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Just want to add another little gem. Some artists, especially very busy ones, can be a bit curt when communicating via email. This can be especially true if you are a new client and they don't know who you are yet. So, don't be discouraged if it appears like they are being rude. Best way to ensure you have a good consult where you can get good feedback with your artist would be to call the shop and see when he/she is available for a face-to-face. Depending on your relative location, of course.

i actually met the guy in person.. and well.. i wanted 2 foo dogs on my shoulder blades.. and he was very adamant that i need to rethink my placement because there's no room to expand.. kept saying you can't put water underneath it or anything... and he kept suggesting all my other body parts.. chest.. thighs.. ribs.. anything lol.. but i was pretty stuck with the image i have in mind even though he had good points..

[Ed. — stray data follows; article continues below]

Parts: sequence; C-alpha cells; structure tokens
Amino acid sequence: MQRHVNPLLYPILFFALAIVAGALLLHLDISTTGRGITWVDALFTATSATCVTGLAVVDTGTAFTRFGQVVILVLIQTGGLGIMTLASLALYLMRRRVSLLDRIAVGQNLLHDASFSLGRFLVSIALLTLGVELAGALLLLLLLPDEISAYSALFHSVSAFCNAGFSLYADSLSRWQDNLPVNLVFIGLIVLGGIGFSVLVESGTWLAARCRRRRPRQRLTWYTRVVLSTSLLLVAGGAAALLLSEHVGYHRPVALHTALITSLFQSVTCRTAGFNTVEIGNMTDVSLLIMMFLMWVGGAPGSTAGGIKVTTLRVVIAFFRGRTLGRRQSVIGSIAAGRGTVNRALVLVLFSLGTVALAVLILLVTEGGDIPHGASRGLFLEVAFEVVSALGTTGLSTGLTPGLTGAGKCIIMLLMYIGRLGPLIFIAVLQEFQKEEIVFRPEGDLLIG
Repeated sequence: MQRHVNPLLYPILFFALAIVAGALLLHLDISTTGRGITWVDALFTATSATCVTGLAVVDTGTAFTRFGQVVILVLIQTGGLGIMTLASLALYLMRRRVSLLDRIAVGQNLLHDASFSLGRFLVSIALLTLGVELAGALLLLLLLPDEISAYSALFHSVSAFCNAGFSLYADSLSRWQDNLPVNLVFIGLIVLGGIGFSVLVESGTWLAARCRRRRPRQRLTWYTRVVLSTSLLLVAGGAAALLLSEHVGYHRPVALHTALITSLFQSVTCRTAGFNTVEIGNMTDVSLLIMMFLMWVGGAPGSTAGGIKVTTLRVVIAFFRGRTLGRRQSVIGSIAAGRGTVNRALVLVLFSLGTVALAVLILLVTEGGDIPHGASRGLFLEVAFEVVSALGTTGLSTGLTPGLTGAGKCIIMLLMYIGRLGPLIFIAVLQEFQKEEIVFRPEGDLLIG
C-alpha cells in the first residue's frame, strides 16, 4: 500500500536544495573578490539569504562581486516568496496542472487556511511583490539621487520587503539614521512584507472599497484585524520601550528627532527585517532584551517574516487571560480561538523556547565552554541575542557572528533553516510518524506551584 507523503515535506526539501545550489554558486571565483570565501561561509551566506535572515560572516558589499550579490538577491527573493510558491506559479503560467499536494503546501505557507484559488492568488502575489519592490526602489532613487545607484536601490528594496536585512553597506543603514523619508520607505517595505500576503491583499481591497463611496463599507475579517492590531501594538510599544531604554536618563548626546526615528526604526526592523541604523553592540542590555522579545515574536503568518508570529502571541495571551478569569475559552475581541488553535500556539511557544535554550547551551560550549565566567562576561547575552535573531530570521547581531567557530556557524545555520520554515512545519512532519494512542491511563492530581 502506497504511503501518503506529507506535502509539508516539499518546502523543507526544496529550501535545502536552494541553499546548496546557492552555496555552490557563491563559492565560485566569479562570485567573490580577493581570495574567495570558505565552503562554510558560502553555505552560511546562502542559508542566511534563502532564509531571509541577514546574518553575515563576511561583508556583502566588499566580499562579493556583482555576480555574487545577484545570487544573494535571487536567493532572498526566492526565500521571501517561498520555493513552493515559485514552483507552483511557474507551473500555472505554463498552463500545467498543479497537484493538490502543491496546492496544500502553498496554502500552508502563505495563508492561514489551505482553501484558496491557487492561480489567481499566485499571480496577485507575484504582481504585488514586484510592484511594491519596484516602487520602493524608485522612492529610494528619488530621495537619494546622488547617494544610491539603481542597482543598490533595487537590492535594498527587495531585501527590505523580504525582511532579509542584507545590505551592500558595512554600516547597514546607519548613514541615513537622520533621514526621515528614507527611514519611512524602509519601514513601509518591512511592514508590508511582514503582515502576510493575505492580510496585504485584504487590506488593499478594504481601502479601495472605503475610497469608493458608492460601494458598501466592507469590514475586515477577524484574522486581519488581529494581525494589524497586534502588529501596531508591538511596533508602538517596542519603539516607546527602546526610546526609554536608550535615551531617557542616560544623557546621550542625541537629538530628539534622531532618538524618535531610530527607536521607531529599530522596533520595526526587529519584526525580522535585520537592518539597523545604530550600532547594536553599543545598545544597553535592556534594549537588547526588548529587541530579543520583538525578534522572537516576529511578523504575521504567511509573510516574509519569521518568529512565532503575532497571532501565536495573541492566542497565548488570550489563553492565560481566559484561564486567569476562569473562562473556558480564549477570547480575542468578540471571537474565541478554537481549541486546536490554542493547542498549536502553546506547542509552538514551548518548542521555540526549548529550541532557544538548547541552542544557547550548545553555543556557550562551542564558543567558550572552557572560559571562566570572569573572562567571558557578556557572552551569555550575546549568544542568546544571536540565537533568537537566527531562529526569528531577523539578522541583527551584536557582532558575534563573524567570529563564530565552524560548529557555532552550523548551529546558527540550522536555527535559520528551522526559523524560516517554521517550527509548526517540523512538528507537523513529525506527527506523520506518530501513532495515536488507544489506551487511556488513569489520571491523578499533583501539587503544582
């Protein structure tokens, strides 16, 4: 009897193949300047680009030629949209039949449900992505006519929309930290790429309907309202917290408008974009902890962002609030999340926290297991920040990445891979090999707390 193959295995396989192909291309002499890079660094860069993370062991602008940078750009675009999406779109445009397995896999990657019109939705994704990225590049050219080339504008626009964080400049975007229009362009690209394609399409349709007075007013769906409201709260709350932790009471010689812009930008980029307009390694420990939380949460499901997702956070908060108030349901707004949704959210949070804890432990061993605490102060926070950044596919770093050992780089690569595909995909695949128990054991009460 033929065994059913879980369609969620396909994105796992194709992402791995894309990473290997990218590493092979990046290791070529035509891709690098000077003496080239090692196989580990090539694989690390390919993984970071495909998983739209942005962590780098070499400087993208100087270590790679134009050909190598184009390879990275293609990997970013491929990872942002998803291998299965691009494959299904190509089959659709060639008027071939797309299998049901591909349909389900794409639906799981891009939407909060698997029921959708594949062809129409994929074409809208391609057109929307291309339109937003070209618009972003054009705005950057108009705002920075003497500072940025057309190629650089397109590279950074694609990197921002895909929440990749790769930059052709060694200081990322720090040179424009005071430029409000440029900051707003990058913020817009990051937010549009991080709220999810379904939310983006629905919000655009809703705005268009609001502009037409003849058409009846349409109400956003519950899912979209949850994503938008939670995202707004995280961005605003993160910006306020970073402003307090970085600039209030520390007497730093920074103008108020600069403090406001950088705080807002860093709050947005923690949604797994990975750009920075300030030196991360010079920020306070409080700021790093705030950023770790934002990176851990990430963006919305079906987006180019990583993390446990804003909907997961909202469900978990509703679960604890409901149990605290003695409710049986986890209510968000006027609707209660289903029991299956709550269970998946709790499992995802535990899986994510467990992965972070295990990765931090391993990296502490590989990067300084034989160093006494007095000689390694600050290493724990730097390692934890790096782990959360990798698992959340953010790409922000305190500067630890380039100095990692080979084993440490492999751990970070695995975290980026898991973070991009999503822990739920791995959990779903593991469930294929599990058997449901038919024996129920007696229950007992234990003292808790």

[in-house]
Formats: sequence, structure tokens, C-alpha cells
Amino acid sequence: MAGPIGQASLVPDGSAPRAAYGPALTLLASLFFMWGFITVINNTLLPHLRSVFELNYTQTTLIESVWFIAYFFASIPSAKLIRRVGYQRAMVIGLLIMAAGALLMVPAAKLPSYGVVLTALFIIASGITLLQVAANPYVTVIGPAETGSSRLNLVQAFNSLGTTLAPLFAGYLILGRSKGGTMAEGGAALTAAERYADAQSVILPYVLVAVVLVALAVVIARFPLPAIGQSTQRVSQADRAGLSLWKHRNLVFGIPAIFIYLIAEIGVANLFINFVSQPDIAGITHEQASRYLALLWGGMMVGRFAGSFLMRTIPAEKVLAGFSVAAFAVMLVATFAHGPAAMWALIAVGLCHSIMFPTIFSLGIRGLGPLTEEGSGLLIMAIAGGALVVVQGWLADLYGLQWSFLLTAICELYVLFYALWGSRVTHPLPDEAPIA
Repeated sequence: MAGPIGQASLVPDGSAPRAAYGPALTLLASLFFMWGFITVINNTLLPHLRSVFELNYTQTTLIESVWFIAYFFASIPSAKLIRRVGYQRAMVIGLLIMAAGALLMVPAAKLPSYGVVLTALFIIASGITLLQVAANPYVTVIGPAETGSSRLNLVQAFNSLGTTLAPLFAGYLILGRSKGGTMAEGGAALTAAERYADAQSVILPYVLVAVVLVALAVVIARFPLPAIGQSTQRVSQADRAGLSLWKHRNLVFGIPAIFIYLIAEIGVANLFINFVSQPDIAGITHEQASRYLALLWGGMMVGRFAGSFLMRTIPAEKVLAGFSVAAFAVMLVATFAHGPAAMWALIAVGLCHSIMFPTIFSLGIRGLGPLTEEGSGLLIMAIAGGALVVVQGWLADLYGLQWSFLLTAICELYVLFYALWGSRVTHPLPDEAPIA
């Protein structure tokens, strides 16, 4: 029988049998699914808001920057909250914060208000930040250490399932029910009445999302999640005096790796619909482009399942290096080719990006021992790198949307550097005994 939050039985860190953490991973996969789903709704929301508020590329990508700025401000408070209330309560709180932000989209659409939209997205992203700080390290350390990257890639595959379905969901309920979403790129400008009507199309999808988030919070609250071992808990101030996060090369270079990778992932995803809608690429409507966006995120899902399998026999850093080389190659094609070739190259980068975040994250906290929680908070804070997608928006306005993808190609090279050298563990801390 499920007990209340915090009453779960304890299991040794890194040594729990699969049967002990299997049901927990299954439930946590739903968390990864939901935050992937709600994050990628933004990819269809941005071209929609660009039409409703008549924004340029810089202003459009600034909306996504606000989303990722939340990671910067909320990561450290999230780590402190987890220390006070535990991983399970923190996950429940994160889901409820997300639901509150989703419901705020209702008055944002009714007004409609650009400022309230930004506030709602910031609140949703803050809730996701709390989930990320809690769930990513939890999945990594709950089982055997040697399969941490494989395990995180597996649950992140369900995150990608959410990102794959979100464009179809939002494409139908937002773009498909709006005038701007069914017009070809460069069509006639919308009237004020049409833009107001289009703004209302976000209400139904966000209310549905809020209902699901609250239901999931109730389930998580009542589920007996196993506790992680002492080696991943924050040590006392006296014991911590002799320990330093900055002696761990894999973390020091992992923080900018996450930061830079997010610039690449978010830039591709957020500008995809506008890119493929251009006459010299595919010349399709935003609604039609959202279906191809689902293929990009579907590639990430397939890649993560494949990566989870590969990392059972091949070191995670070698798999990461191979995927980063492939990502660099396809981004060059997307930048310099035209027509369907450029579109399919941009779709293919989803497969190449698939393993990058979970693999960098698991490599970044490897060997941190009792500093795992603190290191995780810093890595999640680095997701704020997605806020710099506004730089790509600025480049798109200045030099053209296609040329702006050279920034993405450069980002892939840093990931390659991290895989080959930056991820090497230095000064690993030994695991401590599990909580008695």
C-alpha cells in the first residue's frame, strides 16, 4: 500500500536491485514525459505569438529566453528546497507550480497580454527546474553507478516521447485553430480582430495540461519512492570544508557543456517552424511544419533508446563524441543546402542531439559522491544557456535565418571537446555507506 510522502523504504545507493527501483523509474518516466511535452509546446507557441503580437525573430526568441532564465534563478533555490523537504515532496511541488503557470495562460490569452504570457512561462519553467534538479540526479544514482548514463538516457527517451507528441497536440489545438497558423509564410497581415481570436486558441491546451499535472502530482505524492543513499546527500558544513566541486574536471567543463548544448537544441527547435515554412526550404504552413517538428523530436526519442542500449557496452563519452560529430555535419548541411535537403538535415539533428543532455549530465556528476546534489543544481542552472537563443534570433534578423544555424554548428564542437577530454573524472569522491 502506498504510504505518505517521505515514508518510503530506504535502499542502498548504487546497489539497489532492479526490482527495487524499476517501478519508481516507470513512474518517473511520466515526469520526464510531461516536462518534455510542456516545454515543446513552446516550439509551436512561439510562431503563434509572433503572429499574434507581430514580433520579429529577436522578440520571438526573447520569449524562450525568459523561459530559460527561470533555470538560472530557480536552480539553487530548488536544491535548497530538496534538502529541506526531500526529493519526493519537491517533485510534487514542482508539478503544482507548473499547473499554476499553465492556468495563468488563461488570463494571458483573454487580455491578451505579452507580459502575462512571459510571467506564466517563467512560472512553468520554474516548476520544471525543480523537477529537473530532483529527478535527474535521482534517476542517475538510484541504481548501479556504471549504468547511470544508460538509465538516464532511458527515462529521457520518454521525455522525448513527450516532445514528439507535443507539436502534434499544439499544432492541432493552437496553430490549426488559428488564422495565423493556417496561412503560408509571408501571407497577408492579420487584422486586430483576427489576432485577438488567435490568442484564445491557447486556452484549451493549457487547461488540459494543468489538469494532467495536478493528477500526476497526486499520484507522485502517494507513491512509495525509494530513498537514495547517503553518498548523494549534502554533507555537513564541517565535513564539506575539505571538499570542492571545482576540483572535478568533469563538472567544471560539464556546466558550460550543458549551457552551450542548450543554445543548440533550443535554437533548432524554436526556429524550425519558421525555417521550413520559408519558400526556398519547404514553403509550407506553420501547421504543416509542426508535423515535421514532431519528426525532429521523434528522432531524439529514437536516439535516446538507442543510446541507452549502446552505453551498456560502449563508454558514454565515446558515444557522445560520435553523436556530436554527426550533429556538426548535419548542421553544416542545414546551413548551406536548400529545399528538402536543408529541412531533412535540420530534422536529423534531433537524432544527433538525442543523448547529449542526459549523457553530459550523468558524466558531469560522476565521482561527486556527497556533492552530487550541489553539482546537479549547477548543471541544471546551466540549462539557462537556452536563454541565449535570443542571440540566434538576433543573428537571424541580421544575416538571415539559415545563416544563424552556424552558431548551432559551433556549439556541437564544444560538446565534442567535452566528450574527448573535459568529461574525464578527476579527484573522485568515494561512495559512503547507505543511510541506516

and i think the fact that i'm clean of tattoos made him talk to me differently and i honestly dont know if i was feeling his vibe.. he was really cool on the phone but in person he was kinda pushy.. but he jus came from accross the country so maybe he was tired..

gonna talk to him on the phone tomorrow and see how it goes

- - - Updated - - -

No interest in tattoos except a full back piece as your 1st tattoo is kind of a unique position. Take your time deciding on the subject and picking your artist.

ya i can see why lol... thanks for the advice

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Something to think about... I didn't see a single photo of a back piece (complete or in-progress) on your artists website or instagram.